About 2,000 years ago, a wealthy Roman adorned his Pompeii villa with frescos depicting scenes from Greek mythology. Like countless other homes, the establishment was buried by ash and ejecta when Vesuvius erupted in 79 AD. Thousands of people and animals tragically met their death in the ensuing onslaught. However, the destructive force of Vesuvius also acted as an extraordinary medium that preserved remains, artifacts, and even some of these frescos.
Recently, Italian archaeologists revealed to the public one such striking artwork showing Narcissus reclining by a pool, his reflection staring back. Standing nearby is a winged figure who might be Eros, the Greek god of love, while a dog tugs Narcissus’ garment in a vain effort to pull him away. The fresco is extraordinarily well preserved given the circumstances and the colors are still remarkably vivid.
The lovely fresco was found adorning the walls of an atrium, which was the center of a house’s social and political life. This is where the head of the household would receive guests or clients for business appointments. Given that the atrium was a sort of waiting room where guests would spend a lot of time, it would typically receive the most attention and funds in the entire house. The more important and wealthier the head of the house was, the more lavish and well appointed with decoration the atrium would be.
Inside the same house, archaeologists previously excavated a bedroom with a fresco depicting the rape of Leda by the god Zeus, a myth also known as Leda and the swan. This initial discovery prompted the excavation team led by Alfonsina Russo to dedicate more attention to the house, eventually leading to the discovery of the exquisite Narcissus fresco.
“The beauty of these rooms, which the initial discoveries had already made evident, has led us to modify the project and continue the excavation to bring the Leda room, and atrium behind, to light,” Russo said in a statement.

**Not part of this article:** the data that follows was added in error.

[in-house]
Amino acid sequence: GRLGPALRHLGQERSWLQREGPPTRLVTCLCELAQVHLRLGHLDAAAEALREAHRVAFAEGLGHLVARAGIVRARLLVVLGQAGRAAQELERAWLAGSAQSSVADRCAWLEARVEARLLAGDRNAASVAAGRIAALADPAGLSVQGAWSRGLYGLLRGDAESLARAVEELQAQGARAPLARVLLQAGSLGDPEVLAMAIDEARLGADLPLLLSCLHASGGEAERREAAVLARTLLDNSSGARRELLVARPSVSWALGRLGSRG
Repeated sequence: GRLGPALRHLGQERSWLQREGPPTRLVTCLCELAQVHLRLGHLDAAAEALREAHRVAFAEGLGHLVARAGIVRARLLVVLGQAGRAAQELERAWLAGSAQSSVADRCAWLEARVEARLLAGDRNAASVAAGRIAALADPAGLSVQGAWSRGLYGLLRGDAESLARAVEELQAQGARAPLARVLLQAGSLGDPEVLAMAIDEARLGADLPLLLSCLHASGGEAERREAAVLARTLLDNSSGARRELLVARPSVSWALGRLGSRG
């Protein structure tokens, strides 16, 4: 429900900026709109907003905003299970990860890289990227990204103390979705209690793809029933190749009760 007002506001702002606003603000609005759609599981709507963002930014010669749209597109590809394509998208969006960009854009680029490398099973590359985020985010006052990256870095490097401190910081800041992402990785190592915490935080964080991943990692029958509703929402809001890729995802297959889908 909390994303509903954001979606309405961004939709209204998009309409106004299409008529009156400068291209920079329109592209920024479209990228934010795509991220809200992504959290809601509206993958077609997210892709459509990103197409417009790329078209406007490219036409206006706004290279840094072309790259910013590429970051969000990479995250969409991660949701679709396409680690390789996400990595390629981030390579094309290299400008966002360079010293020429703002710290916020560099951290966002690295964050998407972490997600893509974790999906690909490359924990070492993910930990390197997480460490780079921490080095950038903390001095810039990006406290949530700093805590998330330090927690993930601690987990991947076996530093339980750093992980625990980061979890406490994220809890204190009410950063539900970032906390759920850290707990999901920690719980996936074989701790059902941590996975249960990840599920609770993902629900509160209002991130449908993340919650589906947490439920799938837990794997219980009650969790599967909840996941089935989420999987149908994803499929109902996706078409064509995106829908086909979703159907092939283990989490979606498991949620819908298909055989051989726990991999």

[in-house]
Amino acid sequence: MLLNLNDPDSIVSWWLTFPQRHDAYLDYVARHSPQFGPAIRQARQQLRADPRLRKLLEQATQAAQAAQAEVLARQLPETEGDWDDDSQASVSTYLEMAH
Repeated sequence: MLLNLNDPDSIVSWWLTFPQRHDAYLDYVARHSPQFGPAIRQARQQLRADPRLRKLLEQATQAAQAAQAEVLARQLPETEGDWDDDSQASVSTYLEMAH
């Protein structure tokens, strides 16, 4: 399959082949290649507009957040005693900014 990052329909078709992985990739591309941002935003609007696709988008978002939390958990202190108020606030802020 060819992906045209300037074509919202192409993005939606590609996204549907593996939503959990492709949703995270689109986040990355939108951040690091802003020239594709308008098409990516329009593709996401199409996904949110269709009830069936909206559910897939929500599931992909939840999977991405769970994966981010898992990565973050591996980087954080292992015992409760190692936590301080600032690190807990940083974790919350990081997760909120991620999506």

Even the entrance hall was carefully arranged, welcoming guests with the vigorous and auspicious image of Priapus, a minor Greek god of fertility and a protector of gardens, fruit plants, livestock, and male genitals. Elsewhere in the house, archaeologists found depictions of cupids, maenads, and satyrs.
“The extraordinary discoveries of this site continue,” said Massimo Osanna, an archaeologist who worked at the site. “The scene of the myth of Narcissus, well known and present elsewhere at Pompeii, is presented in the atrium of the house. The entire room is pervaded by the theme of the joy of living, of beauty and of vanity, which is further underlined by the figures of maenads and satyrs who accompanied visitors inside the public part of the house, as though part of a Dionysian retinue. This decoration was intentionally luxurious, and probably dated to the last years of the colony, as indicated by the extraordinary preservation state of the colours.”
Greek myths were in vogue around the time this Roman house was built, thanks to works of the poet Ovid. The tale of Narcissus told by Ovid suffered some important alterations from the original Greek myth. According to Ovid, Narcissus was a young boy of extraordinary physical beauty. Once, when Narcissus was walking in the woods, the Nymph Echo saw him and instantly fell madly in love with the boy. She started following the handsome Narcissus, who, feeling someone was after him, asked: “who’s there.” Echo replied with the same words, “who’s there”, and this same exchange went on for some time until the nymph finally showed herself. She tried to embrace the boy, but Narcissus pushed her away. Heartbroken, Echo spent the rest of her days in misery, until nothing but an echo sound remained of her. Learning of the story, Nemesis, the goddess of revenge, punished Narcissus. When Narcissus saw his reflection in the pond, he was amazed by his own beauty. He fell in love with himself but seeing how he is never unable to touch his reflection, he too, like Echo, fades away.
The excavation at is part of a broader excavation overseen by the Great Pompeii Project, which covers a perimeter which runs 3km along the unexcavated area of Pompeii. More striking findings like this will likely surface in the future.